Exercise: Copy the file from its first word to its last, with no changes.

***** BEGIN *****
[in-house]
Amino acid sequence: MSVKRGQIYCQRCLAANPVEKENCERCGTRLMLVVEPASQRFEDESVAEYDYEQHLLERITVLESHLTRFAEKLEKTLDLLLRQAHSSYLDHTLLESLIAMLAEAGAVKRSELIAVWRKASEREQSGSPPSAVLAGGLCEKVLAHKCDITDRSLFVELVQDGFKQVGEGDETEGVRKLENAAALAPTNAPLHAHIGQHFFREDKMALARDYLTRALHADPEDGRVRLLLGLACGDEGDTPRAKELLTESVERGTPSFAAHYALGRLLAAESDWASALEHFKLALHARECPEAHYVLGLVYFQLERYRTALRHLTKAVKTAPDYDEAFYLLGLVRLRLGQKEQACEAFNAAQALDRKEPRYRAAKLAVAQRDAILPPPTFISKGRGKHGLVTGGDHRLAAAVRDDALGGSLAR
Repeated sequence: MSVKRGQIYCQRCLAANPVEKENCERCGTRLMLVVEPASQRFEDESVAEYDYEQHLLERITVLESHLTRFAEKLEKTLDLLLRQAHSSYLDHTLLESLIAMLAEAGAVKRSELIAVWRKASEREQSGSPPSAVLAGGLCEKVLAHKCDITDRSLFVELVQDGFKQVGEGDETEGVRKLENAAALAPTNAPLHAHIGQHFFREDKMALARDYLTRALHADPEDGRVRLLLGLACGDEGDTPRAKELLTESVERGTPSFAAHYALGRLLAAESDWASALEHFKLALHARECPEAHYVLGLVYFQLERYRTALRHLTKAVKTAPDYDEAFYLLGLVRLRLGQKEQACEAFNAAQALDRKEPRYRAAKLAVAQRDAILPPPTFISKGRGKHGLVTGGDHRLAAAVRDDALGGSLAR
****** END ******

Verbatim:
[in-house]
Amino acid sequence: MSVKRGQIYCQRCLAANPVEKENCERCGTRLMLVVEPASQRFEDESVAEYDYEQHLLERITVLESHLTRFAEKLEKTLDLLLRQAHSSYLDHTLLESLIAMLAEAGAVKRSELIAVWRKASEREQSGSPPSAVLAGGLCEKVLAHKCDITDRSLFVELVQDGFKQVGEGDETEGVRKLENAAALAPTNAPLHAHIGQHFFREDKMALARDYLTRALHADPEDGRVRLLLGLACGDEGDTPRAKELLTESVERGTPSFAAHYALGRLLAAESDWASALEHFKLALHARECPEAHYVLGLVYFQLERYRTALRHLTKAVKTAPDYDEAFYLLGLVRLRLGQKEQACEAFNAAQALDRKEPRYRAAKLAVAQRDAILPPPTFISKGRGKHGLVTGGDHRLAAAVRDDALGGSLAR
Repeated sequence: MSVKRGQIYCQRCLAANPVEKENCERCGTRLMLVVEPASQRFEDESVAEYDYEQHLLERITVLESHLTRFAEKLEKTLDLLLRQAHSSYLDHTLLESLIAMLAEAGAVKRSELIAVWRKASEREQSGSPPSAVLAGGLCEKVLAHKCDITDRSLFVELVQDGFKQVGEGDETEGVRKLENAAALAPTNAPLHAHIGQHFFREDKMALARDYLTRALHADPEDGRVRLLLGLACGDEGDTPRAKELLTESVERGTPSFAAHYALGRLLAAESDWASALEHFKLALHARECPEAHYVLGLVYFQLERYRTALRHLTKAVKTAPDYDEAFYLLGLVRLRLGQKEQACEAFNAAQALDRKEPRYRAAKLAVAQRDAILPPPTFISKGRGKHGLVTGGDHRLAAAVRDDALGGSLAR